EMC - Electromagnetic Compatibility
The abbreviation EMC stands for electromagnetic compatibility and refers to the ability of technical devices themselves not to emit any intended or unintended electrical or electromagnetic pulses/effects, which in turn could influence or interfere with other technical devices. Particularly important: EMC must be ensured irrespective of the commissioning of the device. Accordingly, a machine that is switched off must not cause interference effects on another device any more than a machine that is running. Electromagnetic compatibility is also, by definition, a reciprocal characteristic. This means that EMC not only excludes active interference, but also passive interference. A technical device is therefore electromagnetically compatible if it does not influence other devices or allows itself to be influenced.
Various EMC test procedures are used to prevent intentional or unintentional interference between technical devices. This is necessary to ensure the functionality of machines in the long term and to prevent defects. In addition, the legal aspect plays a significant role: great damage can be caused by the interference of technical devices and equipment if electromagnetic compatibility is lacking. For example, electromagnetic effects can be responsible for increasing the noise level in a television set or causing the electronics of the device to fail completely. Electromagnetic waves can also be problematic in air traffic, which is why electromagnetic compatibility must be ensured. This is also the reason why in most airplanes no cell phone may be used outside the flight mode. Further examples can be found in industrial plant and mechanical engineering, where numerous different technical devices with a high output are usually in use in parallel. In order to be able to work efficiently and safely here, it is essential to ensure the EMC of the individual devices.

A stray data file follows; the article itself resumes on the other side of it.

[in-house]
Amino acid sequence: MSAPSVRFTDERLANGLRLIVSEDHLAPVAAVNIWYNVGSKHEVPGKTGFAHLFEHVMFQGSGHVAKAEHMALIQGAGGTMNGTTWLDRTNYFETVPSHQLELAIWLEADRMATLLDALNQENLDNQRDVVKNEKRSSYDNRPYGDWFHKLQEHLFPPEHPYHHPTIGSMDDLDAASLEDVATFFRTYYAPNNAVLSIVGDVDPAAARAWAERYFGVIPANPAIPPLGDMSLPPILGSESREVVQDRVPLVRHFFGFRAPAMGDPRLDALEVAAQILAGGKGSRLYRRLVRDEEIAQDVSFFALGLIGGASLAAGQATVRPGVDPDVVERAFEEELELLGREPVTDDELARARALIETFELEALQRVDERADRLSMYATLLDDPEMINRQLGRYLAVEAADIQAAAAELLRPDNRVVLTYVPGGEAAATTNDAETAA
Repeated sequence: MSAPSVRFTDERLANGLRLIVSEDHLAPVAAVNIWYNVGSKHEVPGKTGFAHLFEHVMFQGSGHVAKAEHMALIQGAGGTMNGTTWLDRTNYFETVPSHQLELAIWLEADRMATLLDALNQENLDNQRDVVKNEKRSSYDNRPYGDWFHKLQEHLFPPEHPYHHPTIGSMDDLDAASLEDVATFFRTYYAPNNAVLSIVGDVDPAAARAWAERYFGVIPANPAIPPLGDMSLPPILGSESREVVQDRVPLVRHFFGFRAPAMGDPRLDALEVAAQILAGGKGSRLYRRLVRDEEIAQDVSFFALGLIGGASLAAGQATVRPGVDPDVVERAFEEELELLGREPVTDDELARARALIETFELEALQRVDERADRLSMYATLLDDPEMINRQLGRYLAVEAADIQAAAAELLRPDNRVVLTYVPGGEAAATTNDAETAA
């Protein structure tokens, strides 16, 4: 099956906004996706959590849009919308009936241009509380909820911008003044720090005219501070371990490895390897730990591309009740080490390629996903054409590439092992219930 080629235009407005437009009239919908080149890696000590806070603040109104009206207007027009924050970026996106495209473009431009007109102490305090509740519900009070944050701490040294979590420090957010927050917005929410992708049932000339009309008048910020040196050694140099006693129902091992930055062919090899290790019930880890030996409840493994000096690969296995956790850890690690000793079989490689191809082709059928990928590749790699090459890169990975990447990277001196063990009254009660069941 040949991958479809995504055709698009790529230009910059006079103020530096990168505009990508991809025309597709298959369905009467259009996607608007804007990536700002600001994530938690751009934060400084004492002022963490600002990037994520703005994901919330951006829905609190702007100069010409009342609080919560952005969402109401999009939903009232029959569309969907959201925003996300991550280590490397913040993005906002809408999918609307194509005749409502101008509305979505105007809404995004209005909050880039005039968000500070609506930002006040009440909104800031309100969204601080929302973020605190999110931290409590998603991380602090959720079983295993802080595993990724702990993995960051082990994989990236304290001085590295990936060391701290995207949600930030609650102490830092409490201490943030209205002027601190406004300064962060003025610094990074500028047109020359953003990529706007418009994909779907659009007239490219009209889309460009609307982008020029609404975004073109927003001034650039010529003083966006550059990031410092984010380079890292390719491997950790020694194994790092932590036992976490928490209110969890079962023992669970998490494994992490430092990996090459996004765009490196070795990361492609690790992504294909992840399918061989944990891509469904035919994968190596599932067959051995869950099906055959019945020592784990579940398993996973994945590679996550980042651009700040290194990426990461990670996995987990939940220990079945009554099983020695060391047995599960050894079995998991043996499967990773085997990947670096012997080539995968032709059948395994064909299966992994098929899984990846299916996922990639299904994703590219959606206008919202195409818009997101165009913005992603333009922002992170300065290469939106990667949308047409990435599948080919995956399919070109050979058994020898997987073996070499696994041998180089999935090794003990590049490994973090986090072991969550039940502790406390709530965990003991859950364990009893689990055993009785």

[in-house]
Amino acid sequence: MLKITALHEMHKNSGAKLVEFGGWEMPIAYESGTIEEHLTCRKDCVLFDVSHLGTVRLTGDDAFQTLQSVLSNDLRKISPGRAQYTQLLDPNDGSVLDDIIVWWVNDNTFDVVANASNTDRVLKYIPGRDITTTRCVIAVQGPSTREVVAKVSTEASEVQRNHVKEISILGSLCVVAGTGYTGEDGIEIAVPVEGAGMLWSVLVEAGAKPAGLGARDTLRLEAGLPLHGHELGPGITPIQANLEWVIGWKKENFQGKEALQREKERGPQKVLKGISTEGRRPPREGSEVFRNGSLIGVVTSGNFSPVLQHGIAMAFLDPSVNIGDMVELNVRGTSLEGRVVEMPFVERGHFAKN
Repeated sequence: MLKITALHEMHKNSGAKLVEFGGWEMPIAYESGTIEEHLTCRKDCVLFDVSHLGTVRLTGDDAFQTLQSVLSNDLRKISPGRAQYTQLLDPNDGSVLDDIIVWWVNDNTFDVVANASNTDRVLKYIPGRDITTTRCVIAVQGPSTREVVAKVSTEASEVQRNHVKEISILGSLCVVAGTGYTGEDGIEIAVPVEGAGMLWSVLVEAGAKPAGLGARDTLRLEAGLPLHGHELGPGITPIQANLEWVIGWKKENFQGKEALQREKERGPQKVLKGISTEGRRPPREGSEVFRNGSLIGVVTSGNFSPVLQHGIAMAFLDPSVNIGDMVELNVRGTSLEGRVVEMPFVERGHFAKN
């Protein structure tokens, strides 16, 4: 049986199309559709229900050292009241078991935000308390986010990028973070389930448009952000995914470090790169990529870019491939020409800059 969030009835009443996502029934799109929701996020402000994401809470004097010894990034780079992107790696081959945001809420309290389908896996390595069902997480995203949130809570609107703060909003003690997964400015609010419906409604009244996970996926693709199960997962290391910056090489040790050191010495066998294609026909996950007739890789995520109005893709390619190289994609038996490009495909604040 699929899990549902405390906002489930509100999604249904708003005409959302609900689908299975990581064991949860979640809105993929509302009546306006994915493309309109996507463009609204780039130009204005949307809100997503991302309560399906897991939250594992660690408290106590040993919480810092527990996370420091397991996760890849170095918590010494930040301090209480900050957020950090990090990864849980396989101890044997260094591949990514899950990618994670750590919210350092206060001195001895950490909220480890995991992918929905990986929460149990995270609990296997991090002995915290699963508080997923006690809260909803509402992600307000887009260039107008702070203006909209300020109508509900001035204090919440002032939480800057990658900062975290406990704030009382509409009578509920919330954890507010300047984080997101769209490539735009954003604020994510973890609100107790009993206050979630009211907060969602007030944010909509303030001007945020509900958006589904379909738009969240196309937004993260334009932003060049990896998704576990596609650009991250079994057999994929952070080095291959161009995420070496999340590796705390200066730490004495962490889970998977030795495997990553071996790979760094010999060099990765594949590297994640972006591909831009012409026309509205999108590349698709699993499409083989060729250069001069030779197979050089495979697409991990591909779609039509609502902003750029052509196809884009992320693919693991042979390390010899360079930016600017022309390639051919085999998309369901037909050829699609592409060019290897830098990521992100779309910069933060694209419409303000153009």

Legal requirements for EMC
In Germany, the Electromagnetic Compatibility Act, which was revised in 2016, applies to equipment that is either itself considered to cause electromagnetic interference or that can be affected by electromagnetic interference from other sources. With the exception of some equipment, for example aeronautical or military equipment, the law is applied across the board. The manufacturer of the respective device, or the person who places the device on the market, must ensure compliance with the EMC law. This is usually done by means of various testing and verification procedures. Various device standards, each with its own topic, are in circulation for this purpose. For example, the basic standard EN 61000-6-4:2007 + A1:2011 deals with emitted interference for industrial areas.